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Because you can't spend all day every day journeying around IgoUgo, editors round up the highlights: members' notable trips, newest reviews, favorite destinations, contests, and more. Have a question or idea? Let us know!

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Tips for America's Most Visited National Parks

Tips for America's Most Visited National Parks Photo

Photo by LorenGul

Posted on October 12, 2009 in Trip Ideas

If you live in America and haven’t yet heard about filmmaker Ken Burns’ latest project, you may well be hiding deep in a national park already. In which case, good for you! For the rest of us, Burns’ PBS series is a welcome reminder of the importance of our national parks--and a call to visit them. But with 391 to choose from, where should you start?

You can’t go wrong with the classics, so we rounded up IgoUgo members’ advice for the five parks visited more than any others last year.

1. Great Smoky Mountains National Park
Why go: The 9,044,010 visitors who went in 2008 can’t be wrong, can they? Just in case, we consulted our members’ reviews (and pulled photos like the one above), and they’re in agreement: this park is “a hiker's paradise” and “one of the best-managed parks in the country.” It’s famous for wildlife from bears to salamanders--and it’s FREE to visit!

What to do: Commune with deer and elk in historic Cades Cove; hike to the rock summit of Chimney Tops; climb Clingmans Dome to reach the highest point of the Appalachian Trail.

Where to stay: For something like the “great lodges of the Old West,” check into Bearskin Lodge on the River; for a rental cabin, Greenbrier Valley Resorts is recommended.

Where to eat: Try the Cherokee Grill--and it’s unanimous that you must order the Prosperity Steak.

2. Grand Canyon National Park
Why go: Yes, as one traveler puts it, “there are probably 1,000 or more Grand Canyon reviews, and a bazillion Grand Canyon pictures.” But as another says, “You cannot do justice to the scenery with words or photos...this is something you really have to see for yourself.”

What to do: Ride a mule along the North Rim (it’s “far more remote and rugged” than the South); hike Bright Angel Trail; and get a “lifetime experience” on a Papillon helicopter tour.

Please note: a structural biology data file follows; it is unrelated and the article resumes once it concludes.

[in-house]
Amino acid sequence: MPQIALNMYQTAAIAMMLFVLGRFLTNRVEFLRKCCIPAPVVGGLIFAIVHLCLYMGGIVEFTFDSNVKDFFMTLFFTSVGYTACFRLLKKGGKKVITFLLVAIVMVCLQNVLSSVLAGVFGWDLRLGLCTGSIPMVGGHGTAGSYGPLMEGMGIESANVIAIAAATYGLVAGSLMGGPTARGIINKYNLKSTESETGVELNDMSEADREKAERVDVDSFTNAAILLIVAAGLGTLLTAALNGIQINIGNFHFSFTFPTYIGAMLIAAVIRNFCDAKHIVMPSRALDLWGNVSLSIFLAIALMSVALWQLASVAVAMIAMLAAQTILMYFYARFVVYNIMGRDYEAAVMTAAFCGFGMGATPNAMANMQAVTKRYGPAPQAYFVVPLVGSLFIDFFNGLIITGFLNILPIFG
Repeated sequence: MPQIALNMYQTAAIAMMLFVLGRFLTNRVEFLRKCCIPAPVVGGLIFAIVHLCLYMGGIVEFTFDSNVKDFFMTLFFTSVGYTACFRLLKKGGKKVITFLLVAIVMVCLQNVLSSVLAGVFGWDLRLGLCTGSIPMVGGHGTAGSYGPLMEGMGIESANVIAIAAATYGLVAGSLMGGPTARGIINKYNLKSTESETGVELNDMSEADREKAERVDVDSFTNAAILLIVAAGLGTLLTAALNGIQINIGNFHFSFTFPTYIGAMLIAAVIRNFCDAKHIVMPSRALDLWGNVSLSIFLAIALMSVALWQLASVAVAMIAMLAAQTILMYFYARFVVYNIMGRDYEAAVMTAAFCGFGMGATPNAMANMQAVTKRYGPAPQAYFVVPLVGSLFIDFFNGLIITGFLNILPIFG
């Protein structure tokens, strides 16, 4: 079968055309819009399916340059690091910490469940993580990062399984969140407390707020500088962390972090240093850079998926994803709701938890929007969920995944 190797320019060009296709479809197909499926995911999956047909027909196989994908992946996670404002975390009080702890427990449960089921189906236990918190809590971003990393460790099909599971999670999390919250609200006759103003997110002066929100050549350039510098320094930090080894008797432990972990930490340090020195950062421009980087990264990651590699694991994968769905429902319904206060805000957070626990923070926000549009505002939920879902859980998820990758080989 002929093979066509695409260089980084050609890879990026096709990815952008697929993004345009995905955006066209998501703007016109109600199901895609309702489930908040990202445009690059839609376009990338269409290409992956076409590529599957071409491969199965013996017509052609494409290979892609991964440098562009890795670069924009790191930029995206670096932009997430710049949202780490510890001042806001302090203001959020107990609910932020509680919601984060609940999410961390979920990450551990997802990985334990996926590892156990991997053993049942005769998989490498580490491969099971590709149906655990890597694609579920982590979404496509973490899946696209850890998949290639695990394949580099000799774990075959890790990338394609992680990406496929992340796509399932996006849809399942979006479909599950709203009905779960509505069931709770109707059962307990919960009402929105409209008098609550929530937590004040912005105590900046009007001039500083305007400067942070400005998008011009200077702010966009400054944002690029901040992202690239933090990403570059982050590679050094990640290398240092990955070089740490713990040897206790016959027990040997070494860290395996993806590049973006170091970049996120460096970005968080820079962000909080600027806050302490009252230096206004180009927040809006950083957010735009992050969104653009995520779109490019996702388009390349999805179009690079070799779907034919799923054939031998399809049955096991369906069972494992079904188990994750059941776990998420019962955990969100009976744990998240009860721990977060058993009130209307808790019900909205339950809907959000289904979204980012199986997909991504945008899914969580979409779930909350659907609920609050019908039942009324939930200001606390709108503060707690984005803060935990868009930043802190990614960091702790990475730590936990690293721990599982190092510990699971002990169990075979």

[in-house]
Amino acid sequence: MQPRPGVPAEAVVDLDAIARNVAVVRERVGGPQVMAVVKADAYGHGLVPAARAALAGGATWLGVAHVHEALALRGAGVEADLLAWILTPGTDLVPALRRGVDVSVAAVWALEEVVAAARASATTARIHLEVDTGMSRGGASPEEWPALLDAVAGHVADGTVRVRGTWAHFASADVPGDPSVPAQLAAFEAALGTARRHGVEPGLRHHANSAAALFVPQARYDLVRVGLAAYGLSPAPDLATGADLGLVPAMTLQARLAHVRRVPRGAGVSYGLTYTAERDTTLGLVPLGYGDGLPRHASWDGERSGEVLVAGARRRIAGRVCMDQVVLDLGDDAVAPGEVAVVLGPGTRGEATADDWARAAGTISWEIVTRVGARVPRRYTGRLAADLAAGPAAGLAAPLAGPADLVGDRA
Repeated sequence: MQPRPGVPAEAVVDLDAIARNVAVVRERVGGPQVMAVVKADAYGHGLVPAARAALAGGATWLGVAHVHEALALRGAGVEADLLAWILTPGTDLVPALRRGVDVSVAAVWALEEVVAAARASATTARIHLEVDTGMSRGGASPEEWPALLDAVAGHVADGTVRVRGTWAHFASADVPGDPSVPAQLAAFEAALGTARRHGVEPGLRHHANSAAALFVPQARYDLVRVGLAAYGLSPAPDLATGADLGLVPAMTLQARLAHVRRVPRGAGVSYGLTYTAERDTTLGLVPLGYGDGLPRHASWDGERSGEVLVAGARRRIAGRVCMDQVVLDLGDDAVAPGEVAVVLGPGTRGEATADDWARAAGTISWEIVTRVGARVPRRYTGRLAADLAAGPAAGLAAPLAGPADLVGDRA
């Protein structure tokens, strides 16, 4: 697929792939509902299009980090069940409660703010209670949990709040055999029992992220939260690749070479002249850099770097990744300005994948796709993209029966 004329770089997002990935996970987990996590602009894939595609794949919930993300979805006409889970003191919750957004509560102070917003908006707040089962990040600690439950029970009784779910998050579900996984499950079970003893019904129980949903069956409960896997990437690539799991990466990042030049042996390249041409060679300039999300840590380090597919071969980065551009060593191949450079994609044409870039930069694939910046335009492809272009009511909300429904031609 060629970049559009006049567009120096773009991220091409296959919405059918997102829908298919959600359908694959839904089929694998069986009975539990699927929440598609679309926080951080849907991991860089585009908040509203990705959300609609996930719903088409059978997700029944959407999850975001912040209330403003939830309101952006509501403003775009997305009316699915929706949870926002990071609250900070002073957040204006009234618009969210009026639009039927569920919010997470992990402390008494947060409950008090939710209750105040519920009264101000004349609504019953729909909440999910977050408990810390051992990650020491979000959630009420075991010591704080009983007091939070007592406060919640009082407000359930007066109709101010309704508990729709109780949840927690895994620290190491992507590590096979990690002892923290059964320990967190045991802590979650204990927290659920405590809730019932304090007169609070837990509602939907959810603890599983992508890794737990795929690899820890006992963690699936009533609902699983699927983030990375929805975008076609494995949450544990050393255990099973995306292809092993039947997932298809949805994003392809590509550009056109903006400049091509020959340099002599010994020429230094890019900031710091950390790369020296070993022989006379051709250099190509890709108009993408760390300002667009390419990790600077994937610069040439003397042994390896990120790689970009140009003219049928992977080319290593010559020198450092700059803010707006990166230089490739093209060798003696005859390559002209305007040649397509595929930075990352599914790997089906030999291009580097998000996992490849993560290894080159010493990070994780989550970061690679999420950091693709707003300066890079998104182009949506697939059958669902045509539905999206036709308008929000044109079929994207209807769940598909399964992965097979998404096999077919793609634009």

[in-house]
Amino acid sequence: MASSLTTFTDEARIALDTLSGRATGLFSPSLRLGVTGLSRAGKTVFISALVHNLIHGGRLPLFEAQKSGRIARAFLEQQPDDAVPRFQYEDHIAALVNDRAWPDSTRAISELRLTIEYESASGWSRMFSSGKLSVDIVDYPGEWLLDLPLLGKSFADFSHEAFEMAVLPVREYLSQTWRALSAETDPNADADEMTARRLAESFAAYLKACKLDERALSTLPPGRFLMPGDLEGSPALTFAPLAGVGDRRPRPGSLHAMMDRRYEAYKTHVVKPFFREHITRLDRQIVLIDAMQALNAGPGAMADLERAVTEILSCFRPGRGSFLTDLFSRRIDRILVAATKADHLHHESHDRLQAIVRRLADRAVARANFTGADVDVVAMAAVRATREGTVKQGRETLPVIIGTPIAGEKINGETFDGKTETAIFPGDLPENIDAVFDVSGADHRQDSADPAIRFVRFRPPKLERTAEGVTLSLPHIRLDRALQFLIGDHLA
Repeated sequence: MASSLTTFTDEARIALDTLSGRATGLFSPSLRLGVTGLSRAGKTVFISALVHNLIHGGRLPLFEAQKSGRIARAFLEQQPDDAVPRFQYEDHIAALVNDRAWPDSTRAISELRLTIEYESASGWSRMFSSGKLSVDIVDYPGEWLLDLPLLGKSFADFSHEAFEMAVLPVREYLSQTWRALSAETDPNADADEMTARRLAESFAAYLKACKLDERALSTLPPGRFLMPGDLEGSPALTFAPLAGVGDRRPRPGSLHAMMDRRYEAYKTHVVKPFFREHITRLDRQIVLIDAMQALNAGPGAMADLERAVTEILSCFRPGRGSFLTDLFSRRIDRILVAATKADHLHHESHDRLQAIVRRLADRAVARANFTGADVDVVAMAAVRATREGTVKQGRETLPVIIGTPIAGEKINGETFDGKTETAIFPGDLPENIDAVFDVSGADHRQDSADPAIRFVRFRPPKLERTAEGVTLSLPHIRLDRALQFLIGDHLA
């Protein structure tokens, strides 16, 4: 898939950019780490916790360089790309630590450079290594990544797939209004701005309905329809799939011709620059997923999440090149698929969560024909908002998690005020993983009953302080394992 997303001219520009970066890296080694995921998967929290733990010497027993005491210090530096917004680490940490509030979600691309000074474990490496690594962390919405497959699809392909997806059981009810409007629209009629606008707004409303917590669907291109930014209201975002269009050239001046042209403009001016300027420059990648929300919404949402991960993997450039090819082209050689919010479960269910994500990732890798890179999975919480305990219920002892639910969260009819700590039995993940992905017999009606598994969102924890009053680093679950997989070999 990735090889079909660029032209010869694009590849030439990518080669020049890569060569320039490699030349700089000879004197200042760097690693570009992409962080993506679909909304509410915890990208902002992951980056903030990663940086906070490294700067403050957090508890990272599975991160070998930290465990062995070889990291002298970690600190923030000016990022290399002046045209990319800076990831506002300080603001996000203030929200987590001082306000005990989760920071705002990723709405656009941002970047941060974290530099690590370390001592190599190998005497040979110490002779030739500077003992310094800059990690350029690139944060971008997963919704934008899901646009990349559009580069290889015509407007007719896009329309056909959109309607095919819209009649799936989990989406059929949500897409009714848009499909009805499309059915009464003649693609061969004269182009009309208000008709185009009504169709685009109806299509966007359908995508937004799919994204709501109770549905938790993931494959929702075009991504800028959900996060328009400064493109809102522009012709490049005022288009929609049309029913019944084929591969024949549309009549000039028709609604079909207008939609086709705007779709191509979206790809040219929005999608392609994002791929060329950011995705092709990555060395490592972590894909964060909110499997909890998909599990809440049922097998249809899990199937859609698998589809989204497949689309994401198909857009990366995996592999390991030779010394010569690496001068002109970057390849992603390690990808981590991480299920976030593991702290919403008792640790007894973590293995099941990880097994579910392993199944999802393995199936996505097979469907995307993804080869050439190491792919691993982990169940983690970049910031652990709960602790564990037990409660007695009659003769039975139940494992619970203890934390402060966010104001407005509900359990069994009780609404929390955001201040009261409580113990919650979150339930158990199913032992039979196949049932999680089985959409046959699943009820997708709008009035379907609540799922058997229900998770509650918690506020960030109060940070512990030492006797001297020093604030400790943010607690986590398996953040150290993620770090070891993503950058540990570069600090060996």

Where to stay: On a rim-to-rim hiking trip or mule tour, bunk at Phantom Ranch; atop the North Rim, try “friendly” Kaibab Lodge.

Where to eat: The El Tovar Hotel’s dining room boasts a “great location and ambiance” and “delicious, perfectly cooked” food.

3. Yosemite National Park
Why go: Go to John Muir’s valley because “this place is so beautiful it’s nearly surreal;” because “shortly after entering the park, all concerns melt away;” and because many IgoUgo travelers consider it the “gem of the US National Park system.”

What to do: See the sequoias of Mariposa Grove; take the Mist Trail to Vernal Falls; and, if you’re adventurous, attempt “the mother of all Yosemite day hikes” to the top of Half Dome.

Where to stay: If you can handle historic, try the “venerable” Wawona Hotel, a National Historic Landmark with a “long front porch.” For a “cute” and “affordable” option, Mariposa’s River Rock Inn comes with a local’s endorsement.

Where to eat: “Make up for all the calories you burned hiking” at the Mountain Room Bar & Lounge.

4. Olympic National Park
Why go: A “wonderland” in every way, the Olympic Peninsula offers “wilderness within reach.” With beaches, mountains, and forests, it’s difficult to decide which terrain is most stunning, but it’s easy for everyone to find an outdoor experience they love.

What to do: Enjoy the views of Hurricane Ridge, the “most accessible” of the park’s alpine heights; explore the Hoh Rain Forest; and stroll along Rialto Beach.

Where to stay: Kalaloch Lodge enjoys the park’s best beach location; The Five SeaSuns serves unforgettable Dutch Baby pancakes for breakfast.

Where to eat: Locals like Bella Italia in Port Angeles, where “wondrous greens” kick off “fantastic” meals.

5. Yellowstone National Park
Why go: It’s the world’s original national park and a thermal maze of geysers and hot springs that’s roamed by bison and spotted with petrified trees. Simply put, Yellowstone is “one of the most memorable national parks” you’ll ever visit.

What to do: Wait for an eruption at Old Faithful, of course; enter “nature’s museum” at Mammoth Hot Springs; see the “Grand Canyon of Yellowstone,” Lower Falls.

Where to stay: Want national-park rustic? There’s the Roosevelt Lodge. Want slightly less rustic? The Grant Village Lodge is recommended.

Where to eat: For either a buffet or an à la carte menu, the Old Faithful Inn Dining Room, with its “remarkable craftsmanship,” is a hit.

Need more parks? Check out our list of 10 National Parks Families Will Love--it includes three of these top five most visited, plus more favorites!

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